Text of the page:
Quarry Hills Parklands already offers beautiful natural landscapes and great city views. It’s set to get even better, more than doubling in size, reaching into Mernda and Wollert and bringing parts of Darebin Creek within its boundaries. It will also connect with the Darebin Creek Trail. The study area for the park is approximately 1,000 hectares. The project builds on the great work already done by the City of Whittlesea. Some park assets to improve community access will be built.
Pocket Parks for Moreland
Moreland gets very little from this package. Just contributions to develop two pocket parks:
Moreland City Council – Frith Street Pocket Park, Brunswick $1,300,000
Moreland City Council – Cardinal Road Pocket Park, Glenroy $1,300,000
Open Space Strategy for Melbourne
The Victorian Government also released its Open Space for Everyone Strategy, an Open Space Strategy for Metropolitan Melbourne 2021.
Update: Merri Creek Trail Section 1.4
I wondered where this new section of the Merri Creek Trail was, and was supplied feedback: “Regarding Merri Creek Trail Section 1.4, that is only the 800m section along Merri Concourse. I think *of itself* there isn’t much benefit to it but hopefully it will be extended to Cooper St. And there’s still the gap to the Ring Road, which is, undoubtedly, of more concern to Moreland riders.”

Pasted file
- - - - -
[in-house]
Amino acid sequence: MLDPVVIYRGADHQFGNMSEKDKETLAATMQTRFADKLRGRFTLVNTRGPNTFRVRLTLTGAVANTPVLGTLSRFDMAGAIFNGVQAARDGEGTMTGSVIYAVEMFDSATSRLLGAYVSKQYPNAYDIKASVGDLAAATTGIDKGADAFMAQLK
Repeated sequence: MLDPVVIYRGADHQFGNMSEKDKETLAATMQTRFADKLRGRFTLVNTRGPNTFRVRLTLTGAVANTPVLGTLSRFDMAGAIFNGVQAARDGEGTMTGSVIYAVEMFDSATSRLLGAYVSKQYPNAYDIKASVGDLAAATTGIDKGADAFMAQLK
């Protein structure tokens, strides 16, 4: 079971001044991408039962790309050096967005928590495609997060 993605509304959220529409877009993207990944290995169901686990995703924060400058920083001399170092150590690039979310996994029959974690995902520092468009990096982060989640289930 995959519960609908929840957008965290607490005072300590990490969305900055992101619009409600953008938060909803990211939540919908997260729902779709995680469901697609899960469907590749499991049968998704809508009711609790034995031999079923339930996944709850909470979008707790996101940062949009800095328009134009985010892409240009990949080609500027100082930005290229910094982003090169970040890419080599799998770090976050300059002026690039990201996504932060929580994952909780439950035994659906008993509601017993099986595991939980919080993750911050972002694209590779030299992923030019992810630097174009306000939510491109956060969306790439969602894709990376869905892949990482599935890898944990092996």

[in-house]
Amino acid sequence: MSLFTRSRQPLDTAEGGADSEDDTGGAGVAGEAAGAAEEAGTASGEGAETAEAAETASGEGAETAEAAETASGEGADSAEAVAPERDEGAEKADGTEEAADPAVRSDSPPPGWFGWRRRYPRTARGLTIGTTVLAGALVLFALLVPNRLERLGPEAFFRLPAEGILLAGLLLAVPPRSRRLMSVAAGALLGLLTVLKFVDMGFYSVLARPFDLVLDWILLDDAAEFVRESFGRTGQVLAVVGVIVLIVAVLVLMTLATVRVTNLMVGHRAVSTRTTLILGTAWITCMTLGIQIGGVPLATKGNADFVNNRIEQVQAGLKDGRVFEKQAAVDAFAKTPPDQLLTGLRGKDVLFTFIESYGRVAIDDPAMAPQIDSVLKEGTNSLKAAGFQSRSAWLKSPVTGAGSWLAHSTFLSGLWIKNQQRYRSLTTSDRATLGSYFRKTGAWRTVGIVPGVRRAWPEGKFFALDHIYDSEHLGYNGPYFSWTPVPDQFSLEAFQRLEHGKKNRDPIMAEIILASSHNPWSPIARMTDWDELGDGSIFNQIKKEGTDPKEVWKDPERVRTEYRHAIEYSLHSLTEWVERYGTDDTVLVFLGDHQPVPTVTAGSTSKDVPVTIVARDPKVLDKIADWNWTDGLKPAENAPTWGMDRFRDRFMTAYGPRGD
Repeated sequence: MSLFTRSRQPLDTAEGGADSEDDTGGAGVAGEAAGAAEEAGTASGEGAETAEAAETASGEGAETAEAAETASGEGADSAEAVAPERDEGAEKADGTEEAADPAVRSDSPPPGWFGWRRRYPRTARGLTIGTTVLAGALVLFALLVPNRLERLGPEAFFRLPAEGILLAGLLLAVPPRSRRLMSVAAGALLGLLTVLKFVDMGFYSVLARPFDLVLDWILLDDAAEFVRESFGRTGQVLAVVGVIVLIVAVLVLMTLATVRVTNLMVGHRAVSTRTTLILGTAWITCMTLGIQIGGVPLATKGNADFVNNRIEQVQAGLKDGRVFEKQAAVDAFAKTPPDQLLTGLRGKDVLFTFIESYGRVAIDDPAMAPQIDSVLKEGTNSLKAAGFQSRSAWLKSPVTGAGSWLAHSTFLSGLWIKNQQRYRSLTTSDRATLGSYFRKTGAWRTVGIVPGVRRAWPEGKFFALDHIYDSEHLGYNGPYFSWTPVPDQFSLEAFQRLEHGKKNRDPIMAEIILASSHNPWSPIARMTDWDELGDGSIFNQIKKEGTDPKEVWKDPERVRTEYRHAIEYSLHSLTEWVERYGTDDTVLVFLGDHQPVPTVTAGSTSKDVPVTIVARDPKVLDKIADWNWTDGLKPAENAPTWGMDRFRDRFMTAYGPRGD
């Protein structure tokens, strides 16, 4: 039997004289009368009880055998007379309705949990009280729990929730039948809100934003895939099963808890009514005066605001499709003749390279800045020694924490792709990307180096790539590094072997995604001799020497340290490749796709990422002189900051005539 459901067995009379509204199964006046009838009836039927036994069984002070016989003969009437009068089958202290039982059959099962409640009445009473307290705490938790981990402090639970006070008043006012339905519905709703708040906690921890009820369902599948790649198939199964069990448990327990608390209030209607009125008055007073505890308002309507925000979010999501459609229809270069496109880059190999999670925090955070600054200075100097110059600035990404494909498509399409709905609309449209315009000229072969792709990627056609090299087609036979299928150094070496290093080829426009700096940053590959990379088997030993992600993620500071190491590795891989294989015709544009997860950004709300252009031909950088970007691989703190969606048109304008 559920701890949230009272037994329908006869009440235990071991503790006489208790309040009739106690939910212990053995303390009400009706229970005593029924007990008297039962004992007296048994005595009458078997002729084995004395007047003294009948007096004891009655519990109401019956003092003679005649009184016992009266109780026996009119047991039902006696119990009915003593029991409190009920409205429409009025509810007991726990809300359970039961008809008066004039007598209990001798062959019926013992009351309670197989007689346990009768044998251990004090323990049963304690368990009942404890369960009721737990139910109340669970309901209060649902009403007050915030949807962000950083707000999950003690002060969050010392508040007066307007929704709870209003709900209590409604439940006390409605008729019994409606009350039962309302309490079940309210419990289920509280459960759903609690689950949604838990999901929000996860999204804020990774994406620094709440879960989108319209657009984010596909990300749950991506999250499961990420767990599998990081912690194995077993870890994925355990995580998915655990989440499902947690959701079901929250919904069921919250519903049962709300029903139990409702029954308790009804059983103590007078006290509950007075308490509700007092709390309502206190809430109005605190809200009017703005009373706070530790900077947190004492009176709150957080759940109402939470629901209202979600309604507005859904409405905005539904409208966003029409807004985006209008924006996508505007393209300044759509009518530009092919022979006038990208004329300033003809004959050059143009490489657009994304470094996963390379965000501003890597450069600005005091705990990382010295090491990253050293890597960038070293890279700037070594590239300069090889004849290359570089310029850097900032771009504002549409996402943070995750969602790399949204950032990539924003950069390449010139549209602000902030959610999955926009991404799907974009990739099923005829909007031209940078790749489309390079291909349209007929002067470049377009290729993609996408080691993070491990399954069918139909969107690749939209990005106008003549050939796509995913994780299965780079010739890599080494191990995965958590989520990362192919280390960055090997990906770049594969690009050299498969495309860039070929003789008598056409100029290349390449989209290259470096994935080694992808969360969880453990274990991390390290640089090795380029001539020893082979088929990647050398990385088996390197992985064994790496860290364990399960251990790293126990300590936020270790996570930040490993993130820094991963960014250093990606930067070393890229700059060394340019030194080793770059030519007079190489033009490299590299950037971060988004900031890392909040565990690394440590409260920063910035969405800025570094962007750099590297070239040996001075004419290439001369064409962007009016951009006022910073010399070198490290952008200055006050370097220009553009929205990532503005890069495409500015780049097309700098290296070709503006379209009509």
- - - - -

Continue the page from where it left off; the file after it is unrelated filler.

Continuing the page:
Yes, a vital gap indeed. Hume Council requested two and a half years ago that Major Roads Victoria, as part of the M80 Ring Road upgrade between Edgars Road and Sydney Road off-ramps, construct a 300 metre concrete path along the road easement from where the current Merri Creek Trail ends to the local Council Road. Council would then construct a path north to meet the Bolinda Road Reserve Merri Creek Trail. Major Roads Victoria rejected this, even though it is part of their mandate to include cycling projects with all major transport projects when it is needed to enhance the cycling network, under the Transport Integration Act 2010 and related DoT policies.
Instead cyclists (and others) got to choose the colour of the upgraded Blaxland Avenue overpass bridge. How good is greenwashing when an extension to the Merri Creek Trail would have been so much more beneficial?
(1) Northern Region Trails Strategy (2016) https://www.nillumbik.vic.gov.au/files/assets/public/council/council-publications/strategies-etc/northern-regional-trails-strategy.pdf
(2) Infrastructure Victoria, April 2019 – SGS – Economic, social and environmental profile Northern Metro Region – April 2019 http://www.infrastructurevictoria.com.au/wp-content/uploads/2019/04/SGS-Economic-social-and-environmental-profile-Northern-Metro-Region-April-2019.pdf
(3) Obesity-related health impacts of active transport policies in Australia – a policy review and health impact modelling study, Brown, Vicki, Moodie, Marj, Cobiac, Linda, Mantilla, Herrera and Carter, Robert 2017, Obesity-related health impacts of active transport policies in Australia – a policy review and health impact modelling study, Australian and New Zealand journal of public health, vol. 41, no. 6, pp. 611-616, doi: 10.1111/1753-6405.12726.